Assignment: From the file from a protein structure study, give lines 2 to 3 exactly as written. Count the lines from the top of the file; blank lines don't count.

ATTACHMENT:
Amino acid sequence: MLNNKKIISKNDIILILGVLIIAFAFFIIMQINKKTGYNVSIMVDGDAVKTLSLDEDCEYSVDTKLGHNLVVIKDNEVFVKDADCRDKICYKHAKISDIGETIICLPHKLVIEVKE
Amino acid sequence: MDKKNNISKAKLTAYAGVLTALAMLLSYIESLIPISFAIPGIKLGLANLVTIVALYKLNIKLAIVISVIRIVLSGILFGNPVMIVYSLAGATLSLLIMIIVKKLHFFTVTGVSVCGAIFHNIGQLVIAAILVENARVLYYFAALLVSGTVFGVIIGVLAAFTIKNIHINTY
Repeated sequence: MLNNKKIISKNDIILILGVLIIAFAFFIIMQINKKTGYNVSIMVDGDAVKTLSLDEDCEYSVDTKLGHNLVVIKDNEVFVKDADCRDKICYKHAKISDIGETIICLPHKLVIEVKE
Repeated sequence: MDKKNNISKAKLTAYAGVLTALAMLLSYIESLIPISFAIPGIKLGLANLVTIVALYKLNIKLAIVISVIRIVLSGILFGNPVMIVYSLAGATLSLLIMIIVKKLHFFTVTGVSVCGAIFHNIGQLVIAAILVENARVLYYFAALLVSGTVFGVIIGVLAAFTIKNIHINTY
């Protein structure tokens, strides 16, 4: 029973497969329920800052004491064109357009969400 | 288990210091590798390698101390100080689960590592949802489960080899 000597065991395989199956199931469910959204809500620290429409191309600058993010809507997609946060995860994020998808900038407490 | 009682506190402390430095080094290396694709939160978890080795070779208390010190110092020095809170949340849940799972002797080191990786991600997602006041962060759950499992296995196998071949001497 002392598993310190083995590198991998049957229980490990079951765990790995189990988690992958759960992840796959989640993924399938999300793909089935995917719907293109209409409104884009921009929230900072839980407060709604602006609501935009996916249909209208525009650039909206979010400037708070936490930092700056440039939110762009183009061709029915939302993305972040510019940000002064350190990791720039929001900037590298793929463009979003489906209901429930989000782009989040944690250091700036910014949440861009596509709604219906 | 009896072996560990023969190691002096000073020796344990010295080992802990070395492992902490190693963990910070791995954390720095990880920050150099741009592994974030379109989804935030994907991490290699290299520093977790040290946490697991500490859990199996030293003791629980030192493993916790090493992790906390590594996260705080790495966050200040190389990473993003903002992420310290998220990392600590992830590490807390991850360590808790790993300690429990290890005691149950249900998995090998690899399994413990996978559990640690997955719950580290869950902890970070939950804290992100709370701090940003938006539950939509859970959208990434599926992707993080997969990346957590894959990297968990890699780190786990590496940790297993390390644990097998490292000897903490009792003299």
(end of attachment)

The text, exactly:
Amino acid sequence: MDKKNNISKAKLTAYAGVLTALAMLLSYIESLIPISFAIPGIKLGLANLVTIVALYKLNIKLAIVISVIRIVLSGILFGNPVMIVYSLAGATLSLLIMIIVKKLHFFTVTGVSVCGAIFHNIGQLVIAAILVENARVLYYFAALLVSGTVFGVIIGVLAAFTIKNIHINTY
Repeated sequence: MLNNKKIISKNDIILILGVLIIAFAFFIIMQINKKTGYNVSIMVDGDAVKTLSLDEDCEYSVDTKLGHNLVVIKDNEVFVKDADCRDKICYKHAKISDIGETIICLPHKLVIEVKE